Obama’s West Point speech: A foreign policy of words, not deeds

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There is something pathetic about President Barack Obama’s kickoff speech for a month-long campaign to recast the foreign policy failures of the last five years as some kind of “success” within the “new” foreign policy framework he enunciated at West Point today.

The speech, like his announcement that the U.S. would withdraw all of its troops from Afghanistan by 2016, embodied Obama’s ongoing attempts to manage U.S. foreign policy by looking first and foremost to domestic political objectives and, in this context, to manage the narrative about the “success” of his foreign policy.

The speech reveals, above all else, Obama’s inability to hear the substance of what his critics are saying about his foreign policy. They either “don’t understand” or are making criticisms for purely partisan purposes.

The speech was an attempt to persuade his many audiences “that he was right” in the foreign policy decisions and actions he has taken over the last five years. He makes no attempt to hide the arrogance of this assertion.

As Russia is still engaged, today, in aggression against the Ukraine by sending both special operations and irregular forces across its border with Ukraine, to wreak havoc and intimidation among the population in the Donetsk and Luhansk regions, and more widely, Obama trumphets his appeasement and pacifism in the face of Russian aggression–tempered only by modest targeted sanctions against individuals and companies in Russia and the Ukraine.

As we have long suggested, the reader would be wise to pay attention to Obama’s actions, and just ignore the torrents of well-crafted words which seek to put him in the best light.

Obama was an extraordinary candidate, particularly in 2008. But now, after five years in office, the president can and will be judged by his record. The time for electoral speeches is past. He has but two and a half years to alter the judgment of history. If his speech today is any indication, those years are likely to be an opportunity wasted.

Long after he has lost his ability to influence the narrative of his foreign policy, it is to deeds, to actions and not words, that historians and others will look.

The record of those actions, and their consequences in the world, is not a pretty one. Speeches will not, and cannot, change that fact.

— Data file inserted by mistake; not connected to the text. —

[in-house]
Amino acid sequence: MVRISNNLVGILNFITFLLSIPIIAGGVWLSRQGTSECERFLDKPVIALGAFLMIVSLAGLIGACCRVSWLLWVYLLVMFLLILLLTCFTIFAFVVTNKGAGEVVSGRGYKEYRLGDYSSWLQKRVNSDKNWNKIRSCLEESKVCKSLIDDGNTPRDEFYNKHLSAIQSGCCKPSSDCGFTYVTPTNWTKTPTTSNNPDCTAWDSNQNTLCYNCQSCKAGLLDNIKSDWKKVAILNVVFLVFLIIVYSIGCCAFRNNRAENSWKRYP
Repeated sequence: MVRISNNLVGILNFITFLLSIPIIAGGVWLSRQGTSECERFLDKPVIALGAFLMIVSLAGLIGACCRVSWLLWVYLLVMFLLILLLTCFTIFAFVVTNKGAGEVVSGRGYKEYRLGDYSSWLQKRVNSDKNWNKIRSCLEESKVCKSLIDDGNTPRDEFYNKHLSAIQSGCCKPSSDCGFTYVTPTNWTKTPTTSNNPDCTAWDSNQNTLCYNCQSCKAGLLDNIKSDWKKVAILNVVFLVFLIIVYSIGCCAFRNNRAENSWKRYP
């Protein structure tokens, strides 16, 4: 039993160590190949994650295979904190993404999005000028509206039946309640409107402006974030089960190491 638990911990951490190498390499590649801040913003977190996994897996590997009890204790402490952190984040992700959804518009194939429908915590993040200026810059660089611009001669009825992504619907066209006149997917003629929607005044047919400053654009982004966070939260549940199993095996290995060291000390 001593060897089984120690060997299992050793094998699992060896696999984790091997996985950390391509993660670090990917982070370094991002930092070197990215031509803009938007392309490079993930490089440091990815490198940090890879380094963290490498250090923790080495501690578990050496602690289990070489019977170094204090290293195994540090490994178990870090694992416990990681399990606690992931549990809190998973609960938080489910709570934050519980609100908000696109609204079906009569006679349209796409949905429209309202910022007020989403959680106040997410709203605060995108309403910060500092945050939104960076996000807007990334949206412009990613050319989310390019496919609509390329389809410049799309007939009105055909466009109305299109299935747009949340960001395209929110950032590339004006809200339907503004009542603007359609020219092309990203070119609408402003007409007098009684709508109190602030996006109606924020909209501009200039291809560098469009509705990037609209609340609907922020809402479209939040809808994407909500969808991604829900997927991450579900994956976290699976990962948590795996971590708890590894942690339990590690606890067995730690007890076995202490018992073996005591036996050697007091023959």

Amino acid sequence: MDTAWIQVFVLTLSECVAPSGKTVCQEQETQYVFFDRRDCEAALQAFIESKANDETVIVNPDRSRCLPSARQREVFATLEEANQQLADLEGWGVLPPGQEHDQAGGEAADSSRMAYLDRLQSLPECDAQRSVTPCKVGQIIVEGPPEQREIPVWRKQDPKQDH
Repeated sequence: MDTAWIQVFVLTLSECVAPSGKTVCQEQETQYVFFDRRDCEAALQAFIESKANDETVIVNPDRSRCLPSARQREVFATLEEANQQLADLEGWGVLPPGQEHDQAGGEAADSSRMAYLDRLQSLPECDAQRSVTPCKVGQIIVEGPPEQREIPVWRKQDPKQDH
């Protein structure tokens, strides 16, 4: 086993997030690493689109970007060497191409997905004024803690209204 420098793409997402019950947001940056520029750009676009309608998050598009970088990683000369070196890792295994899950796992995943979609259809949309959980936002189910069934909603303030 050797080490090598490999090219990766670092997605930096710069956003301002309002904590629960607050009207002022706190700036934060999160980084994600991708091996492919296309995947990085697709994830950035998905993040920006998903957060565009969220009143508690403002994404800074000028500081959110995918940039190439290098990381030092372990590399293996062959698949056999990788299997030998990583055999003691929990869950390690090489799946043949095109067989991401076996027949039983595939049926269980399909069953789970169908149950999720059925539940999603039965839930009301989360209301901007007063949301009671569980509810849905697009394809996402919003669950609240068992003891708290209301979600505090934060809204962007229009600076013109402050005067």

The Trenchant Observer

About the Author

The Observer
"The Trenchant Observer" is edited and published by The Observer, an international lawyer who has taught International Law, Human Rights, and Comparative Law at major U.S. universities, including Harvard, Brandeis, the University of Pittsburgh, and the University of Kansas. He is a former staff attorney at the Inter-American Commission on Human Rights of the Organization of American States (IACHR), where he was in charge of Brazil, Haiti, Mexico and the United States, and also worked on complaints from and reports on other countries including Argentina, Chile, Uruguay, El Salvador, Nicaragua, and Guatemala. As an international development expert, he has worked on Rule of Law, Human Rights, and Judicial Reform in a number of countries in Latin America, the Caribbean, Africa, the Middle East, South Asia, and the Russian Federation. In the private sector, The Observer has worked as an international attorney for a leading national law firm and major global companies, on joint ventures and other matters in a number of countries in Europe (including Russia and the Ukraine), throughout Latin America and the Caribbean, and in Australia, Indonesia, Vietnam, China and Japan. The Trenchant Observer blog provides an unfiltered international perspective for news and opinion on current events, in their historical context, drawing on a daily review of leading German, French, Spanish and English newspapers as well as the New York Times, the Wall Street Journal, the Washington Post, and other American newspapers, and on sources in other countries relevant to issues being analyzed. The Observer speaks fluent English, French, German, Portuguese and Spanish, and also knows other languages. He holds an S.J.D. or Doctor of Juridical Science in International Law from Harvard University, and a Doctor of Law (J.D.) and a Master of the Science of Law (J.S.M.), from Stanford University. As an undergraduate, he received a Bachelor of Arts degree, also from Stanford, where he graduated “With Great Distinction” (summa cum laude) and received the James Birdsall Weter Prize for the best Senior Honors Thesis in History. In addition to having taught as a Lecturer on Law at Harvard Law School, The Observer has been a Visiting Scholar at Harvard University's Center for International Affairs (CFIA). His fellowships include a Stanford Postdoctoral Fellowship in Law and Development, the Rómulo Gallegos Fellowship in International Human Rights awarded by the Inter-American Commission on Human Rights, and a Harvard MacArthur Fellowship in International Peace and Security. Beyond his articles in The Trenchant Observer, he is the author of two books and numerous scholarly articles on subjects of international and comparative law. Currently he is working on a manuscript drawing on the best articles that have appeared in the blog.